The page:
Wakefield Labour executive resigns accusing Starmer of byelection stitch-up

The 16-strong executive of Wakefield constituency Labour party (CLP) has resigned en masse, accusing Keir Starmer of stitching up the selection of a candidate for the forthcoming byelection.

Party members in Wakefield claim the leader’s office has failed to abide by Labour rules, by allowing the local party only one seat of five on the panels for longlisting and then shortlisting candidates.

They argue that neither of the two people who made it through to the shortlist, Kate Dearden and Simon Lightwood, have local roots, and that several other plausible candidates, including the deputy leader of Wakefield council, Jack Hemingway, were passed over.

“These were strong candidates, with a proven track record and local connections,” said one party member who did not wish to be named. One Labour shadow cabinet member described the behaviour of Starmer’s office in handling the selection as “arrogant”.

“We don’t want to legitimise what’s happened,” said one of those who has resigned. In a statement on Friday, the executive members said: “Representations to party officials at the highest level have got absolutely nowhere with some queries not even answered.

“As a consequence, the constituency executive (comprised of local branch representatives and constituency officers) decided last night to resign en bloc with effect from the Sunday selection meeting.”

A longtime member of Labour’s national executive committee, Ann Black, agreed that the selection process – as well as the one used in three other recent contests – did not appear to abide by a motion passed at last year’s party conference, which said that, even for byelections, there should be three local members on the panel.

A separate rule allows the NEC to impose a process in snap selections, such as for byelections, but Black said using this to override the conference motion “smacked of bad faith”.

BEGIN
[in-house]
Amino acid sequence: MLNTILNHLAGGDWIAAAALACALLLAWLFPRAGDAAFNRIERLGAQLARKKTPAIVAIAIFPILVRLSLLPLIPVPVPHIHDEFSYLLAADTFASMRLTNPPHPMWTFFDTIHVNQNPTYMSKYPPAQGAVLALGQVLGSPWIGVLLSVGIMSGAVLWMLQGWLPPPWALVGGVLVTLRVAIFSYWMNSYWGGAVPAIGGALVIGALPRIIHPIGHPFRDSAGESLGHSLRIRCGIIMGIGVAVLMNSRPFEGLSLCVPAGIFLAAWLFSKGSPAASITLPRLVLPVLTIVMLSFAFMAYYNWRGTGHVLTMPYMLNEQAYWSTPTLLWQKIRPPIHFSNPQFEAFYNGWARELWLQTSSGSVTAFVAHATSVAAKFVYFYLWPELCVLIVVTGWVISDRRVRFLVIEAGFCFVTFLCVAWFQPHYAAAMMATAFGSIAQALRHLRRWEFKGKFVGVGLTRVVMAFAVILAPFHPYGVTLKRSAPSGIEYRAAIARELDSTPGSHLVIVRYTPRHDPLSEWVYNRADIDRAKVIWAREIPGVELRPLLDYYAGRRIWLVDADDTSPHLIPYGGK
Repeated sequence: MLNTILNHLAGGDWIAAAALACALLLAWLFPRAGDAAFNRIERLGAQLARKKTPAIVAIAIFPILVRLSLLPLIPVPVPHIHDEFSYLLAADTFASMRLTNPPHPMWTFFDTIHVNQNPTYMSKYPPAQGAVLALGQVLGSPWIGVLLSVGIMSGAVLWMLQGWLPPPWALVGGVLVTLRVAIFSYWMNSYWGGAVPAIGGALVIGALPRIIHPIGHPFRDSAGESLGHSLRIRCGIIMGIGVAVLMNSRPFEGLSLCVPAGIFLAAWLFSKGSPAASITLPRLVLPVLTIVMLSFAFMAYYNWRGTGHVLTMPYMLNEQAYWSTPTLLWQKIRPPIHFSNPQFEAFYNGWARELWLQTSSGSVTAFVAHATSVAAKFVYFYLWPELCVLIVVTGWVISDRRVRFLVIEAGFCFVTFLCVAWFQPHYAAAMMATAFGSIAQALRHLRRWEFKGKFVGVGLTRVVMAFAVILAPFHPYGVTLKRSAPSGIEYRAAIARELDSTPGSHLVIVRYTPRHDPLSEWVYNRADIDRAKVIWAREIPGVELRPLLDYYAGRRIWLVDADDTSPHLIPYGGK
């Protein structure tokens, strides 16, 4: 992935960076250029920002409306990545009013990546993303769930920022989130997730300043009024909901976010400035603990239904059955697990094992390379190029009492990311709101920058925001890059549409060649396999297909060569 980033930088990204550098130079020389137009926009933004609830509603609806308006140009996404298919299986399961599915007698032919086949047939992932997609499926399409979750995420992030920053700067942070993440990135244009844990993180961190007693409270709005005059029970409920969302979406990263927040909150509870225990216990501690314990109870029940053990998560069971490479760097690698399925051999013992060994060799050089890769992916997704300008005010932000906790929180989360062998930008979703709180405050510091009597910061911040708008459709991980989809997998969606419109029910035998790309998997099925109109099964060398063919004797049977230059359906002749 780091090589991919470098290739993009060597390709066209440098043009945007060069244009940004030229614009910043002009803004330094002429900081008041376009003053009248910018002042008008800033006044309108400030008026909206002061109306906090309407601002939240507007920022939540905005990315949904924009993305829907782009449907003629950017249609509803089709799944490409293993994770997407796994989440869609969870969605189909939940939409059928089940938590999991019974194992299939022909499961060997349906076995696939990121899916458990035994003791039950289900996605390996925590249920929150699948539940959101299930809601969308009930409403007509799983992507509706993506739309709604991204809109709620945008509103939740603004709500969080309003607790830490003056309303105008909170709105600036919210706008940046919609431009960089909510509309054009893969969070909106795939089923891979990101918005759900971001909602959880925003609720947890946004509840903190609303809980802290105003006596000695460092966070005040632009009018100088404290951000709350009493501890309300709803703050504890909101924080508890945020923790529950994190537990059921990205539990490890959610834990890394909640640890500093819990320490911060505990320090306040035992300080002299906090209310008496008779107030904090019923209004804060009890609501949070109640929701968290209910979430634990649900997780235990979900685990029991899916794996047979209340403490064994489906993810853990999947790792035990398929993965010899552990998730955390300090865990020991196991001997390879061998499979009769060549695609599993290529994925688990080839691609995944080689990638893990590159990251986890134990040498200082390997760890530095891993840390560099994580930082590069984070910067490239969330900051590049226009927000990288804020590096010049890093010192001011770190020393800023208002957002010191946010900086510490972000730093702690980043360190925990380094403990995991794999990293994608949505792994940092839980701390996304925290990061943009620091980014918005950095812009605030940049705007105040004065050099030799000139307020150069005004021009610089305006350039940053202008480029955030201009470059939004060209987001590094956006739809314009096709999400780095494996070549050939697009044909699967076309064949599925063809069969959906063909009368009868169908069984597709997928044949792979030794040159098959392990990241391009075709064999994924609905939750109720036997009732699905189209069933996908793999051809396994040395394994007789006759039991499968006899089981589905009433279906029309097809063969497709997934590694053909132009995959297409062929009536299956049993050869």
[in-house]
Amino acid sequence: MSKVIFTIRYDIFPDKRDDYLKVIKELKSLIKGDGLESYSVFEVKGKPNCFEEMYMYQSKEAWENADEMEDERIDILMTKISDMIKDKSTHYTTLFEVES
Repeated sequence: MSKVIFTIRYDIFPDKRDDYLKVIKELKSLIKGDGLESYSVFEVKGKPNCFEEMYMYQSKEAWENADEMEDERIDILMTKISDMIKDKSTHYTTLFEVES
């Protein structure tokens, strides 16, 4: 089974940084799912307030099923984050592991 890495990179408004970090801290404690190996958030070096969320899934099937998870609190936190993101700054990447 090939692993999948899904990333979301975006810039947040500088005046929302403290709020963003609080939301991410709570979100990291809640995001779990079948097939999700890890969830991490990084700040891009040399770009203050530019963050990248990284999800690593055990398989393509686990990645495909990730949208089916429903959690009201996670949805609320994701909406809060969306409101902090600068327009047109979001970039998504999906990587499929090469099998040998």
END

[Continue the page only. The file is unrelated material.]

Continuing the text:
Some Labour sources suggested Starmer’s office had been keen to keep Hemingway, an avowed leftwinger, off the list.

Hemingway had clashed on Twitter with the chair of the Jewish Labour Movement, Mike Katz, with Katz accusing him of playing down antisemitism and showing support for the former Labour MP George Galloway.

Hemingway replied that he “had never hidden the fact he was on the left of the party” and that comments he had made about antisemitism not being institutional in Labour came before the outcome of the Equality and Human Rights Commission report on the Labour party.

“I along with my local Labour group voted unanimously for the adoption of the IHRA [International Holocaust Remembrance Alliance] definition of AS to be accepted. I am an anti-racist and firmly believe antisemitism is a scourge that must be defeated.”

A Labour spokesperson said: “The selection process was run in accordance with the guidance issued by the NEC in October 2021. The same panel composition has been used for Old Bexley and Sidcup, North Shropshire, and Erdington. We’re really pleased to have two fantastic candidates on the shortlist with strong connections to the local community.”

Some members expressed concern that Dearden and Lightwood had previously been remainers, like the former Labour MP for the constituency, Mary Creagh, who lost her seat at the 2019 general election. Wakefield voted 63% to leave the EU.

Dearden is a former chair of Labour Students, and is now head of research, policy and external affairs at the Community trade union, while Lightwood formerly worked for Creagh. Their supporters point out that both live either in or near the constituency.

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The closely watched byelection was triggered by the resignation of Imran Ahmad Khan, the former Conservative MP who was convicted of sexually assaulting a 15-year-old boy.